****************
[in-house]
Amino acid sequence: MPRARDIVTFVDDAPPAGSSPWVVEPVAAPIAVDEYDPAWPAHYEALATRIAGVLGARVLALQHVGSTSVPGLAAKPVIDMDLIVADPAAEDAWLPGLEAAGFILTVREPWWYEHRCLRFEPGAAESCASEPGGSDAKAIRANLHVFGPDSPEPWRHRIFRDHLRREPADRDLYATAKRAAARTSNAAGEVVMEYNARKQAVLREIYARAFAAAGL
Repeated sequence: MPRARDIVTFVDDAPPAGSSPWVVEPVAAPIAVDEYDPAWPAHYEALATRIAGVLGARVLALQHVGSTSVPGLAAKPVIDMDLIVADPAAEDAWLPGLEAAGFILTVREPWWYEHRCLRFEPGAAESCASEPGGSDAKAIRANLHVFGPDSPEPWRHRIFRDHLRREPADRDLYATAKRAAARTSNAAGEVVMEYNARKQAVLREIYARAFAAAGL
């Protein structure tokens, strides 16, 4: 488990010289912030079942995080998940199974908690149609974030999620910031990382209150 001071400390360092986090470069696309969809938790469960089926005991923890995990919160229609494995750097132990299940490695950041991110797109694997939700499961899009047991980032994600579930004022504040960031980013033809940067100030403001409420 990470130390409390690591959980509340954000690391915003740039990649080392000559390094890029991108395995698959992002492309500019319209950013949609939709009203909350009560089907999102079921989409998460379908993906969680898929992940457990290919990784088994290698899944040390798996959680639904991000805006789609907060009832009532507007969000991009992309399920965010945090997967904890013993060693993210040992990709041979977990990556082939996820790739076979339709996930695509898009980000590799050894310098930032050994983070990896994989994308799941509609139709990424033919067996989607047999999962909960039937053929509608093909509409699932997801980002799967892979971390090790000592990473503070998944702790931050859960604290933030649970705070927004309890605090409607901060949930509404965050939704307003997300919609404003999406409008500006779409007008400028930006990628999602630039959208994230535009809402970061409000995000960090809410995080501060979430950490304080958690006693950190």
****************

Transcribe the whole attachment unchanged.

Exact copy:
[in-house]
Amino acid sequence: MPRARDIVTFVDDAPPAGSSPWVVEPVAAPIAVDEYDPAWPAHYEALATRIAGVLGARVLALQHVGSTSVPGLAAKPVIDMDLIVADPAAEDAWLPGLEAAGFILTVREPWWYEHRCLRFEPGAAESCASEPGGSDAKAIRANLHVFGPDSPEPWRHRIFRDHLRREPADRDLYATAKRAAARTSNAAGEVVMEYNARKQAVLREIYARAFAAAGL
Repeated sequence: MPRARDIVTFVDDAPPAGSSPWVVEPVAAPIAVDEYDPAWPAHYEALATRIAGVLGARVLALQHVGSTSVPGLAAKPVIDMDLIVADPAAEDAWLPGLEAAGFILTVREPWWYEHRCLRFEPGAAESCASEPGGSDAKAIRANLHVFGPDSPEPWRHRIFRDHLRREPADRDLYATAKRAAARTSNAAGEVVMEYNARKQAVLREIYARAFAAAGL
């Protein structure tokens, strides 16, 4: 488990010289912030079942995080998940199974908690149609974030999620910031990382209150 001071400390360092986090470069696309969809938790469960089926005991923890995990919160229609494995750097132990299940490695950041991110797109694997939700499961899009047991980032994600579930004022504040960031980013033809940067100030403001409420 990470130390409390690591959980509340954000690391915003740039990649080392000559390094890029991108395995698959992002492309500019319209950013949609939709009203909350009560089907999102079921989409998460379908993906969680898929992940457990290919990784088994290698899944040390798996959680639904991000805006789609907060009832009532507007969000991009992309399920965010945090997967904890013993060693993210040992990709041979977990990556082939996820790739076979339709996930695509898009980000590799050894310098930032050994983070990896994989994308799941509609139709990424033919067996989607047999999962909960039937053929509608093909509409699932997801980002799967892979971390090790000592990473503070998944702790931050859960604290933030649970705070927004309890605090409607901060949930509404965050939704307003997300919609404003999406409008500006779409007008400028930006990628999602630039959208994230535009809402970061409000995000960090809410995080501060979430950490304080958690006693950190």